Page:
HAFR AL BATIN, Saudi Arabia -- Saudi Arabia's King Fahd appealed yesterday for Iraq to "avoid bloodshed" and pledged to support negotiations over Iraq's territorial claims following a pullout from Kuwait.
The Saudi monarch continued to emphasize that a withdrawal of troops from Kuwait was a "precondition" to any negotiations, but his remarks to Western journalists appeared to endorse the idea of offering Iraqi President Saddam Hussein the prospect of progress on his claims against Kuwait without appearing to reward Iraq for its Aug. 2 invasion of the tiny oil emirate.
U.S. officials continue to emphasize that they would not negotiate with Iraq, but both U.S. and Arab officials have quietly begun to explore the idea of negotiations after withdrawal as one framework for avoiding war.
"First they withdraw," King Fahd said. "Then, if there is any demand by Iraq to Kuwait, the two countries should sit together and discuss the matter between themselves, and whatever they agree on, we will support. If they want us to intervene in any way and be part in the negotiations, we will be happy to do that."
Later, in an address to thousands of multinational troops assembled near giant King Khalid Military City, an air base and military complex in northern Saudi Arabia, the Saudi monarch also cautioned that the allied forces assembled in Saudi Arabia would accept nothing less than an unconditional pullout.
"I am stating from here, this problem will not be solved peacefully if he does not withdraw from Kuwait unconditionally and restore the legitimate government," he told the troops.
"All the doors are locked, but they can be opened both ways. . . . Our troops here are determined to liberate Kuwait, one way or the other."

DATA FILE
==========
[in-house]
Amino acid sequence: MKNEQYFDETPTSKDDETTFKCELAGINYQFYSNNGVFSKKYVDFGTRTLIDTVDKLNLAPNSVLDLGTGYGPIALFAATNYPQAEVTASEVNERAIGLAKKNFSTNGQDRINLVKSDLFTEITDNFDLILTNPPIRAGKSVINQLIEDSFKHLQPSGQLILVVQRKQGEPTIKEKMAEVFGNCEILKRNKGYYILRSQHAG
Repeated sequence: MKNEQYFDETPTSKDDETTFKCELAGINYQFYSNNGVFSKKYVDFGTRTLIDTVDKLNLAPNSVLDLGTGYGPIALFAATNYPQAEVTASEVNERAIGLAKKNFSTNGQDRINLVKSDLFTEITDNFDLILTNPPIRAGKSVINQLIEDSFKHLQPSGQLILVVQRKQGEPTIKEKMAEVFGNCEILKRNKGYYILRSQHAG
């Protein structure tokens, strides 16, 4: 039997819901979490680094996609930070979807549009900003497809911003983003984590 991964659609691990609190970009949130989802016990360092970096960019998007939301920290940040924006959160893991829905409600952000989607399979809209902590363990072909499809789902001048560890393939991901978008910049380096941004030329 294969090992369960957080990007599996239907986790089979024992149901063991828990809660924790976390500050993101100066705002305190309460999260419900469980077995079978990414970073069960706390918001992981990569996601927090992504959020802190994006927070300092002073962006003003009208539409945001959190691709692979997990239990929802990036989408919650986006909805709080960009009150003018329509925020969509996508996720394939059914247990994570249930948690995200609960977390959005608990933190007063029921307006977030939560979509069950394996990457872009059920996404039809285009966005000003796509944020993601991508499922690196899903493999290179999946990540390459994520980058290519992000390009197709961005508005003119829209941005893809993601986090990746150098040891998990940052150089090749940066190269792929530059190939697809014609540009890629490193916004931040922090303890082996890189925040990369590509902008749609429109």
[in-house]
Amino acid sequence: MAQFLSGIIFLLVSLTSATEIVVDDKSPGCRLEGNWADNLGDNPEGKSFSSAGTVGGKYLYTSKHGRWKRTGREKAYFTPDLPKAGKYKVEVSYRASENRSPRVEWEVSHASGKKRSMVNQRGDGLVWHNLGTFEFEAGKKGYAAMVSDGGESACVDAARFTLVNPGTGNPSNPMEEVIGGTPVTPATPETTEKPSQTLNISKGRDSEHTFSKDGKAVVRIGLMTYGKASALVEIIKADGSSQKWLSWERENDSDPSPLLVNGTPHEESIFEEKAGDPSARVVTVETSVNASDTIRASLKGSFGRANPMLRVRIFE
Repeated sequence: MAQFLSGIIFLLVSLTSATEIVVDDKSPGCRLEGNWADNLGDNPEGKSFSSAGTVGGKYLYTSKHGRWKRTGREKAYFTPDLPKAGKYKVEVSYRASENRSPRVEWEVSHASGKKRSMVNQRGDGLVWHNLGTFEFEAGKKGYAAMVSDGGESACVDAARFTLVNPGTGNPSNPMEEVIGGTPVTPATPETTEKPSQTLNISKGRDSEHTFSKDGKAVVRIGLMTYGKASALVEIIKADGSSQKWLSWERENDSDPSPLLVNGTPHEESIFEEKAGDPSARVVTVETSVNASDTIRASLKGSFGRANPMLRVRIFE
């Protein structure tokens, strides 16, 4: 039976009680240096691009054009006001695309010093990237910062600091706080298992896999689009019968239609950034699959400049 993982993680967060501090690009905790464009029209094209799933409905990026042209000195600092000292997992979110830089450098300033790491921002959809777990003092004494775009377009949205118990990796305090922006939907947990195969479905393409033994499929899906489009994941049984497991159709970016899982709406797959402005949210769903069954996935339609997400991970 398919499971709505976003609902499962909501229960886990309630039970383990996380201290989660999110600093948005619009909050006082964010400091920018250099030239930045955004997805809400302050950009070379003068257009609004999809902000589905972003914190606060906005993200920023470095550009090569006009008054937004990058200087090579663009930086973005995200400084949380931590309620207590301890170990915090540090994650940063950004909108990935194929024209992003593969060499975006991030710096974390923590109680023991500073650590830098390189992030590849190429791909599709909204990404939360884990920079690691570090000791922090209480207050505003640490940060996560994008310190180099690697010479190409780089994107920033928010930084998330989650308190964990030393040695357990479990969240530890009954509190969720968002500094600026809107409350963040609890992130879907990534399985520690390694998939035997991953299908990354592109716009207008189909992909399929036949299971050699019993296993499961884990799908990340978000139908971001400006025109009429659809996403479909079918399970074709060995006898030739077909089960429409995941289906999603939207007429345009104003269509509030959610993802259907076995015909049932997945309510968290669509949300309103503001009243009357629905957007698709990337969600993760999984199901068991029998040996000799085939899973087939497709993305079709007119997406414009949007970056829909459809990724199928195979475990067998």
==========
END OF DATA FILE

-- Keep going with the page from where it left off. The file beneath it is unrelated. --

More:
The king's public appearances yesterday were extraordinary, not only because it represented his first review of the multinational troops assembled in the kingdom since August, but because the normally reclusive monarch agreed to an unusual exchange with U.S. and British journalists, freely answering nearly a dozen questions and later chatting amiably with reporters.
King Fahd told reporters that his country was now "a battlefield," but he added, "We are sure, God willing, that peace will be realized -- either way."
"I share with President Bush his instincts and his hope, and I hope Saddam Hussein will take the important step and withdraw from Kuwait and avoid the bloodshed and the catastrophe of war."
The impromptu news conference and the position of the U.S. military commander, Gen. H. Norman Schwarzkopf, close to King Fahd demonstrated the extent to which the U.S. presence here has in many ways come to be accepted.
King Fahd made a separate trip to review about 1,000 U.S. forces, including the 1st Cavalry Division's color guard and marching band, which played the Saudi and U.S. national anthems.